Last Stand at Khe Sanh: The U.S. Marines' Finest Hour in Vietnam
“Although the true strategic and tactical success of the American stand at Khe Sanh will continue to be debated . . . the courage and sacrifice of the 6,000 American Marines who held the base is undisputed . . .”
Nearly 50 years after the first American troops were committed to combat in Vietnam the war continues to generate both fascination and controversy.
Gregg Jones dives into this debate with this new book that examines one of the most deliberated battles of that war, the siege of Khe Sanh in 1968. Relying heavily on interviews with veterans of the battle, he makes the case that the battle was a major American victory and one of the signal battles in the long history of the U.S. Marine Corps.
Jones does an excellent job describing the desperate close-quarters combat in the hills and jungles surrounding the base as Marines and North Vietnamese soldiers wage desperate battles for decisive terrain that would allow the North Vietnamese Army (NVA) to blockade the base and choke off the vital airlift of supplies needed to keep the base functioning.
His use of veteran narratives shows both the terror and courage exhibited by the Americans trying to survive not only the almost daily shelling and threat of NVA assault, but shortages of food, water and other basic necessities as the ability to use helicopters to keep the hilltop outposts supplied became in doubt.
A strong point of the book is the addition of the entire campaign action around at the base, including the first use of armor by the NVA to overrun the Special Forces camp at Lang Vei and the capture of the village of Khe Sanh by the NVA in the early days of the Tet Offensive.
Both of these actions were viewed as major battlefield defeats by the U.S. and South Vietnam and contributed greatly to the overwhelming alarm of the Johnson Administration that three NVA divisions might overwhelm the surrounded 6,000 Marines.
Jones argues, with some success, that the 77-day campaign surrounding the base was a vital part of the 1968 Tet Offensive, launched by North Vietnam’s vaunted warlord General Nguyen Giap to achieve a decisive victory over the South Vietnamese government. He argues that Giap was intent on replicating his pivotal 1954 victory over the French at Dien Bien Phu that forced the withdrawal of France and the creation of Vietnam as two independent countries.
Historians have long debated whether Khe Sanh was intended to be a decisive conventional victory over American forces or a mere diversion to draw American troops out of the cities of South Vietnam that were also a major objective of the 1968 Tet attack.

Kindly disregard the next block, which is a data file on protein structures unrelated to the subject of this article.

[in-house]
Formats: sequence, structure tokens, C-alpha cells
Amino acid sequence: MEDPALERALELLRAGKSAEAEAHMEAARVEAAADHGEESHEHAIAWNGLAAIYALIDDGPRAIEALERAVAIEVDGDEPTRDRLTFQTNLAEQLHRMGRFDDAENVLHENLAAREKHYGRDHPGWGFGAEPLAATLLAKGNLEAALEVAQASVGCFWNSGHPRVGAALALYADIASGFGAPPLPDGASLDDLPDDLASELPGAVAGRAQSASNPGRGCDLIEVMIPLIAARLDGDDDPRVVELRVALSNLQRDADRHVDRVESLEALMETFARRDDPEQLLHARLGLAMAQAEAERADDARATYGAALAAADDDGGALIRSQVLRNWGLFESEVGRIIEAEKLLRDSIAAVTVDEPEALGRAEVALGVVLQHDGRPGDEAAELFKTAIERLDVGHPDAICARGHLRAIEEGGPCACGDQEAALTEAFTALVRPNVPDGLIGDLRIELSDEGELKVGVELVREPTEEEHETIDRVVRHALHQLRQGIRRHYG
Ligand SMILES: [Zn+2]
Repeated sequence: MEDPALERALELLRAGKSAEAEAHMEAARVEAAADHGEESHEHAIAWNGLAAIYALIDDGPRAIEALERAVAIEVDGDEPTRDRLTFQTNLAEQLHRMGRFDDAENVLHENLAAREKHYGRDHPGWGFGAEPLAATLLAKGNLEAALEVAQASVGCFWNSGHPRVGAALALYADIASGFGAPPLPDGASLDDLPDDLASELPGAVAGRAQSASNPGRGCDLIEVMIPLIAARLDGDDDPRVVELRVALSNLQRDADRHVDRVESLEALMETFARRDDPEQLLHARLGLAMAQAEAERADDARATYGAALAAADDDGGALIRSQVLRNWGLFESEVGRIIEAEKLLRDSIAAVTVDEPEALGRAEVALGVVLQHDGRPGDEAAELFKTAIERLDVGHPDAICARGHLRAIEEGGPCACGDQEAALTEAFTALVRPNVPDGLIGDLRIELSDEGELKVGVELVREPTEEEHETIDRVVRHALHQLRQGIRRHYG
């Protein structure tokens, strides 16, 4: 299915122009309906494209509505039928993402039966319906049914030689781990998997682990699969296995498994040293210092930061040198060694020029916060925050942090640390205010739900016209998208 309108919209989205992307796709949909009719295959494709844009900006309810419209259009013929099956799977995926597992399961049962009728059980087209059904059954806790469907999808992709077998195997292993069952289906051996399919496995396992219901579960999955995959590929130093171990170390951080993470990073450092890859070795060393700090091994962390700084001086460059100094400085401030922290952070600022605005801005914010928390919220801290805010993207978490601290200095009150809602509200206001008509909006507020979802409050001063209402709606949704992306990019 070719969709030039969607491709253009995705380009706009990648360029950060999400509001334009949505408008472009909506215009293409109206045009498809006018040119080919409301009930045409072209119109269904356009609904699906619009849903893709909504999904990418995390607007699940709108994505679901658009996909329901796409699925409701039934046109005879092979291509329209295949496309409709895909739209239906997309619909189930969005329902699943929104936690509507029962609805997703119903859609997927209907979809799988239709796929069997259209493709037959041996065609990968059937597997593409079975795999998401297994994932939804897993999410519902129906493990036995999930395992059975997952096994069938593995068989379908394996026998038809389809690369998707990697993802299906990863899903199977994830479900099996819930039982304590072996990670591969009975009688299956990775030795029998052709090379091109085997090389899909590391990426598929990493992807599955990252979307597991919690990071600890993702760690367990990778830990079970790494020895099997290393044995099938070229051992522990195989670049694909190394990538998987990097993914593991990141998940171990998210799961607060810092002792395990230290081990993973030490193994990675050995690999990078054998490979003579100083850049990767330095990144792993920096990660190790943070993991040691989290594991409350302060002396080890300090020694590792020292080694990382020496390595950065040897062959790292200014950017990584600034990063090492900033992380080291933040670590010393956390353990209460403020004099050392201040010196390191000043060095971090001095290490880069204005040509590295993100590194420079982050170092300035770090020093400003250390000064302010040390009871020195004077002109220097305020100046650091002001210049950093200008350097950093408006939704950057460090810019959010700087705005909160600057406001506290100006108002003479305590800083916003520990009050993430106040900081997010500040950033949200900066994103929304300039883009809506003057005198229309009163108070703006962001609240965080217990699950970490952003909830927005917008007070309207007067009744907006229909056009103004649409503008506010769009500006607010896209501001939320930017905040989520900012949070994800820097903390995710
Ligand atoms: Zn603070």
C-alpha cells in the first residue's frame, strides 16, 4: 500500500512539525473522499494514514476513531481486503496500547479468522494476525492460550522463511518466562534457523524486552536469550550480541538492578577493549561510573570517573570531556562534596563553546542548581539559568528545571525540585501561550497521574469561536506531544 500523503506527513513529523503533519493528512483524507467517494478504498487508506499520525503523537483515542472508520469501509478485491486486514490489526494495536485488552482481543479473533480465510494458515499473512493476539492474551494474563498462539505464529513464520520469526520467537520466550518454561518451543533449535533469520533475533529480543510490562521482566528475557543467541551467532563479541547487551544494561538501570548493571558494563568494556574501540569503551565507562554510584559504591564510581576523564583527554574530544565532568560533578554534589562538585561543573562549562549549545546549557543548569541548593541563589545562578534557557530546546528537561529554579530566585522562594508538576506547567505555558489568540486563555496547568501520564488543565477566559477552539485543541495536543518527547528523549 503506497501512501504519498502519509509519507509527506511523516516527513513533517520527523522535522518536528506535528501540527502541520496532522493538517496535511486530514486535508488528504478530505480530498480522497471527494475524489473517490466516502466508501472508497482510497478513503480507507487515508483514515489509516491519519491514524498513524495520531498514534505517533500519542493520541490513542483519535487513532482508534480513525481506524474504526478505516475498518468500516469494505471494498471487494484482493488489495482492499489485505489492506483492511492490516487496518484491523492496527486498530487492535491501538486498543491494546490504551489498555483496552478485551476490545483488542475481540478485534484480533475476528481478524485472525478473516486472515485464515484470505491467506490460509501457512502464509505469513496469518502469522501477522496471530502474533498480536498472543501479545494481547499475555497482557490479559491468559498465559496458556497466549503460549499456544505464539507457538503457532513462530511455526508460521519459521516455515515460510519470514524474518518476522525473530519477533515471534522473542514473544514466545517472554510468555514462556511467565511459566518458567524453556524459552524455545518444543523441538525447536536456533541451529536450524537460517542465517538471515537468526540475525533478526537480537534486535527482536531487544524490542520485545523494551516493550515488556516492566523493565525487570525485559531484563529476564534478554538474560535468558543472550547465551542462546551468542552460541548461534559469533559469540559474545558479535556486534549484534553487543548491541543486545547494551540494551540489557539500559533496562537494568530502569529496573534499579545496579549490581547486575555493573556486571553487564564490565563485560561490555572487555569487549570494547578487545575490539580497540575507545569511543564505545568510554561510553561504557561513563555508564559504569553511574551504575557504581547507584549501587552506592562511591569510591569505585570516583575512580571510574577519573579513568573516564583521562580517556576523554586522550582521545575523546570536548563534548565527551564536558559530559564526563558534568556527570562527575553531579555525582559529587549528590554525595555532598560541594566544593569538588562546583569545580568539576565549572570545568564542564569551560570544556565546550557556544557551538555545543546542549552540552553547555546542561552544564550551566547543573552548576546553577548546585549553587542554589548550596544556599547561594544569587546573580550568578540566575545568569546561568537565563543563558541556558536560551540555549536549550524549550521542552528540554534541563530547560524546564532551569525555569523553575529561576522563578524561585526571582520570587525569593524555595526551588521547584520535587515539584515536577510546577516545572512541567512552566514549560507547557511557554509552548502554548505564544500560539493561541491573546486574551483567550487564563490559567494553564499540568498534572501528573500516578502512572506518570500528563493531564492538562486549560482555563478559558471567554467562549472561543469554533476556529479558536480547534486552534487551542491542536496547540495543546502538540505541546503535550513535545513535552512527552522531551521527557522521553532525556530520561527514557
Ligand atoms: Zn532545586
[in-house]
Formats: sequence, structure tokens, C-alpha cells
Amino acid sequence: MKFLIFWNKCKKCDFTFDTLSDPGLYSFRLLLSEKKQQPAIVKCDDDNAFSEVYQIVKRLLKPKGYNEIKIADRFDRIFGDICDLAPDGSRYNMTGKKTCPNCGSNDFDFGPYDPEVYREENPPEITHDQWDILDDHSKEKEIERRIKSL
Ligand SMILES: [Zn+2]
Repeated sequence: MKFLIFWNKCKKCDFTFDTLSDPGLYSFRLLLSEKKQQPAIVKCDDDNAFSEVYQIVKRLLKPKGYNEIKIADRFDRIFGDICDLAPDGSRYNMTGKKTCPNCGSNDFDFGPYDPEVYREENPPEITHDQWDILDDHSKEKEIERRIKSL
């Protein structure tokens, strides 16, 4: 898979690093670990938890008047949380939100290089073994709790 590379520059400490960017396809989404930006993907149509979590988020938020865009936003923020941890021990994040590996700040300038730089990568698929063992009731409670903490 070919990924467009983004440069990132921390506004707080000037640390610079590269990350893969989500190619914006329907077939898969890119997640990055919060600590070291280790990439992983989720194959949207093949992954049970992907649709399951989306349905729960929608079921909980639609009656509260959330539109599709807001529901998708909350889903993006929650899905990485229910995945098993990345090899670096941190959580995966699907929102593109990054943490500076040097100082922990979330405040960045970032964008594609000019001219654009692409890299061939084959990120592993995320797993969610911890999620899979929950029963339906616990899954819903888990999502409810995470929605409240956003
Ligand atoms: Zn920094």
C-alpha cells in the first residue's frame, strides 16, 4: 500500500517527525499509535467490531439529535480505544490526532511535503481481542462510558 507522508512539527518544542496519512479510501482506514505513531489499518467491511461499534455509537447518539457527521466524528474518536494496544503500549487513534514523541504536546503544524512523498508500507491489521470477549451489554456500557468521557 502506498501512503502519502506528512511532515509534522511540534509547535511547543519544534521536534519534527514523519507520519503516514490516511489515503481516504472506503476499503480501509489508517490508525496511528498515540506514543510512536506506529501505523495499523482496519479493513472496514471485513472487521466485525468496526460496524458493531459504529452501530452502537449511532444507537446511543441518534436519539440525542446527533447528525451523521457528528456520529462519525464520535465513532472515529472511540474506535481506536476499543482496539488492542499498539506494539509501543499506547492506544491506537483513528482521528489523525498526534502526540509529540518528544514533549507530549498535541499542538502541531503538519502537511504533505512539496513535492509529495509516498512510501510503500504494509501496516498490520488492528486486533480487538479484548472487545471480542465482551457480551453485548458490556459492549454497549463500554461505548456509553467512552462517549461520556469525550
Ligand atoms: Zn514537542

Jones also does an admirable job of describing how the battle was viewed at the strategic and political level, assuming a stature far outweighing the actual operational or tactical value of the outpost. For a brief period in early 1968, the commanding general in Vietnam, General William Westmoreland, and the defense hierarchy of the Johnson Administration explored the potential use of tactical nuclear weapons to prevent the base from being overrun.
How seriously this contingency was considered may never been known as these studies were quickly terminated when hints of the plan became public. More importantly, he describes the frustration many of the Marines felt when the base they had fought so hard and sacrificed so much to hold was later abandoned as strategically obsolete later in 1968 as the American forces in Vietnam received a new commander and a new strategy after President Johnson announced he would not seek re-election in 1968.
Finally, Jones comes full circle for the battle by providing a poignant epilogue that describes how for many veterans of the battle, their wounds lasted far beyond the end of their tours in Vietnam.
Many of the returning Marines suffered from undiagnosed PTSD which caused divorce, alcoholism and even suicide as they returned to an indifferent nation divided over the righteousness of their cause and unmoved by their struggles to deal with what they had seen and done in combat. His telling of how Khe Sanh veterans eventually sought each other out for remembrance of their fallen comrades and support of each other truly shows how the brotherhood of combat stands the test of time.
The book has adequate maps and some really excellent illustrations shot by photojournalists at Khe Sanh showing the daily life of Americans at the base, both the humorous and tragic. Although the true strategic and tactical success of the American stand at Khe Sanh will continue to be debated, especially as the 50th anniversary of the battle draws near, the courage and sacrifice of the 6,000 American Marines who held the base is undisputed and Khe Sanh truly should take its place alongside Iwo Jima, Tarawa, and Guadalcanal as one of the Marine Corps’ gallant battles.